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The French word pairie is the equivalent of the English word peerage, in the sense of an individual title carrying the rank of pair ("peer" in English). (French pair derives from the Latin par "equal". The pairie designates the members of an exclusive body of noblemen and prelates, considered to be the highest social order -not taking into account the reigning dynasty- and even in a sense the 'equals' (though subjects and vassals) of the Monarch as he is seen as their primus inter pares. Peerages attached to fiefs were transmissible or inheritable with the fief. Such fiefs are often designated as pairie-duché for a duchy (the fief of a duke) or as pairie-comté for a county (the fiefs of a count).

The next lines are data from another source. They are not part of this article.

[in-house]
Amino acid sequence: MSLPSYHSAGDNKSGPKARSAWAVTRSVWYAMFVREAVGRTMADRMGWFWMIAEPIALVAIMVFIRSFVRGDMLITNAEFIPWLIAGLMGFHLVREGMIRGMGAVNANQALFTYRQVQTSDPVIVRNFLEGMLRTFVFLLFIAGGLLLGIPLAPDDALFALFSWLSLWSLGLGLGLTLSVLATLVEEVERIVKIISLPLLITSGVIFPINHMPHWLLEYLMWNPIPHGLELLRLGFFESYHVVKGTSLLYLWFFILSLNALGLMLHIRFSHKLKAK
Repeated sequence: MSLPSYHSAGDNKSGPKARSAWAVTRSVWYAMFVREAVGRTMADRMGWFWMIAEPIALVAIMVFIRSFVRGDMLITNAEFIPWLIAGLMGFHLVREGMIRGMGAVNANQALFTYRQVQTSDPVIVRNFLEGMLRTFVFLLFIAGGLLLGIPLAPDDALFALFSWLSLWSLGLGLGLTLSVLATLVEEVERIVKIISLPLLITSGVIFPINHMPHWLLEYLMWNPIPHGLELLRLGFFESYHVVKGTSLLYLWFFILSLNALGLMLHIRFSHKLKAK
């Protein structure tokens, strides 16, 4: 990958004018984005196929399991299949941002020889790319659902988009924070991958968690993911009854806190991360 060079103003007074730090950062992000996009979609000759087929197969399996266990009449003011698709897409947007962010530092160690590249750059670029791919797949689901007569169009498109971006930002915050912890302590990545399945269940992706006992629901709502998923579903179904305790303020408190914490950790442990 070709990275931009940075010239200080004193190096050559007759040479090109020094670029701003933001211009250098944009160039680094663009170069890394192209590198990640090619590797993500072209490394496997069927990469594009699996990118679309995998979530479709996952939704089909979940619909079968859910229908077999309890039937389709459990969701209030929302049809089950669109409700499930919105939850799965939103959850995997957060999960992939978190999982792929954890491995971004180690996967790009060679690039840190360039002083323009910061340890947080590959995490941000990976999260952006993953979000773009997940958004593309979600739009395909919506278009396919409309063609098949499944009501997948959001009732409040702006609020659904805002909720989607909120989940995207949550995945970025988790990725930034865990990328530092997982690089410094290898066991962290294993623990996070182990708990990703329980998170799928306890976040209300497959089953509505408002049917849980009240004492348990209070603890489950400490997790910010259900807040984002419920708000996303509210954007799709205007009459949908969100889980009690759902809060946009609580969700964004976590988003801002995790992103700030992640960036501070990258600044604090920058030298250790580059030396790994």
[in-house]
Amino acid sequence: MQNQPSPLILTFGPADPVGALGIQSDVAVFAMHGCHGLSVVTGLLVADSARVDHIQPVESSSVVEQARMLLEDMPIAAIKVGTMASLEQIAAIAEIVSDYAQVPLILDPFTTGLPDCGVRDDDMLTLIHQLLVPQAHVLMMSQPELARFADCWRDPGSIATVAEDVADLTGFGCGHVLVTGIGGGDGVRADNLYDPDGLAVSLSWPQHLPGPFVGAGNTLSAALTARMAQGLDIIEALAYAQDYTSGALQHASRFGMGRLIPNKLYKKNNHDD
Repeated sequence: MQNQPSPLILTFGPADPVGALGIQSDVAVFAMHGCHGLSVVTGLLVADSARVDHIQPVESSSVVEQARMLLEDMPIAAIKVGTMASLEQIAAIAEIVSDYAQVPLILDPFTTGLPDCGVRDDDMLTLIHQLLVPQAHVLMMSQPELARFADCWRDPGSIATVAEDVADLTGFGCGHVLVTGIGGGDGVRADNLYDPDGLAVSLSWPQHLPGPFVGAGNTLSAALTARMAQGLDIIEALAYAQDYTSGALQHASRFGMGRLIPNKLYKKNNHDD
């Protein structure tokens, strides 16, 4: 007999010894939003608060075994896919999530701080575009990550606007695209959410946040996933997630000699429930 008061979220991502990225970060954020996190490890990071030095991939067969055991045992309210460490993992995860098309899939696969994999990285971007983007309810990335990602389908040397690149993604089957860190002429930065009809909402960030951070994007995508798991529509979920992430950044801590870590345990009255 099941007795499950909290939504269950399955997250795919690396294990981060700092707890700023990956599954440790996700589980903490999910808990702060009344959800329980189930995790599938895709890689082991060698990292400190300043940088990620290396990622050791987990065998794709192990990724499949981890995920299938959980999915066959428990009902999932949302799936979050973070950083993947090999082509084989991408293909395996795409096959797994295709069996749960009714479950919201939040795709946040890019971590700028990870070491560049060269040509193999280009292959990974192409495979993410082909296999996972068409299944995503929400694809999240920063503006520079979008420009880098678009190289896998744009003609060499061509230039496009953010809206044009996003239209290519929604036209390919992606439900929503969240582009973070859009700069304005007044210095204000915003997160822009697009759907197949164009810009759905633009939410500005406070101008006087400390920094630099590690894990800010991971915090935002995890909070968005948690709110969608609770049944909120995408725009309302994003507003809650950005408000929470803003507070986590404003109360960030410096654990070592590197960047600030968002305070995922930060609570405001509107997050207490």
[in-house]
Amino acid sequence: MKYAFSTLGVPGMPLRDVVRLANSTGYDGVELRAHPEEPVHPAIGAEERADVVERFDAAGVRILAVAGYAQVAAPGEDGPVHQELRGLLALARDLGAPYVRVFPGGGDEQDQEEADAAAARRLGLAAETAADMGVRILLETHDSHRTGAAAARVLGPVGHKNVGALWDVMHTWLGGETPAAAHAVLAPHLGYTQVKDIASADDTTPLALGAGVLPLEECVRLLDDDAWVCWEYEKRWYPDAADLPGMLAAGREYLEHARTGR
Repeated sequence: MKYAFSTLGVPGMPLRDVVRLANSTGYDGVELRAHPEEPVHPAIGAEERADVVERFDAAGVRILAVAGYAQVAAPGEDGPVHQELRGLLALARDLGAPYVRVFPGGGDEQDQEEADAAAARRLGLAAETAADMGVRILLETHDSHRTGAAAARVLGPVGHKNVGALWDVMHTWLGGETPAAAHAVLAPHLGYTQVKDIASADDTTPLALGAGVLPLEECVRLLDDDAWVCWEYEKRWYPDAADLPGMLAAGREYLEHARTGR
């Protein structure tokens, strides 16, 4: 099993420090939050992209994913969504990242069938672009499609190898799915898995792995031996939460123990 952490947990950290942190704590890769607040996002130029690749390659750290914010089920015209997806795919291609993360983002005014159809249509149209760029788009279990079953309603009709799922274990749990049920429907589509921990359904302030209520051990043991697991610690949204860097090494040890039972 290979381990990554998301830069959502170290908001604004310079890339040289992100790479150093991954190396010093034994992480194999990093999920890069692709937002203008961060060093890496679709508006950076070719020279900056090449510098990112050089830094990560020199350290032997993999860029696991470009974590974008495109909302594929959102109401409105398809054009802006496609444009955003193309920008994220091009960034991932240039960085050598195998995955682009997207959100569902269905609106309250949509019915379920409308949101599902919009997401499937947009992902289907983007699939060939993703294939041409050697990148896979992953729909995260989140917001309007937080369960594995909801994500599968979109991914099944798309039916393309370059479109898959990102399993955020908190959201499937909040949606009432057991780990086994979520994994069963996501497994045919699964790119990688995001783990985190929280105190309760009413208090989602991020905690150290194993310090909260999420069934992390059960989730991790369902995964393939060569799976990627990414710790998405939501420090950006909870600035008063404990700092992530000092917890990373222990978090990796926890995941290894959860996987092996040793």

The main uses of the word are in reference to:

  • The peerage of France (see this article) in the Middle Ages and the Ancien Régime. Although abolished in 1789 during the French Revolution, it reappeared after the Revolution. In 1830, hereditary peerage was abolished, but life-time peerage continued to exist until it was definitively abolished in 1848. (Note: the French peerage differed greatly from the British peerage, because the vast majority of French nobles of ranks from Baron to Duke were not Peers.)
  • The peerage imported into the Holy Land during the Crusades. In the kingdom of Jerusalem, the only crusader state ranking as equal in title to such kingdoms as France (where most of its knights originated from) and England, there also was a peerage on the French model, using the French language.

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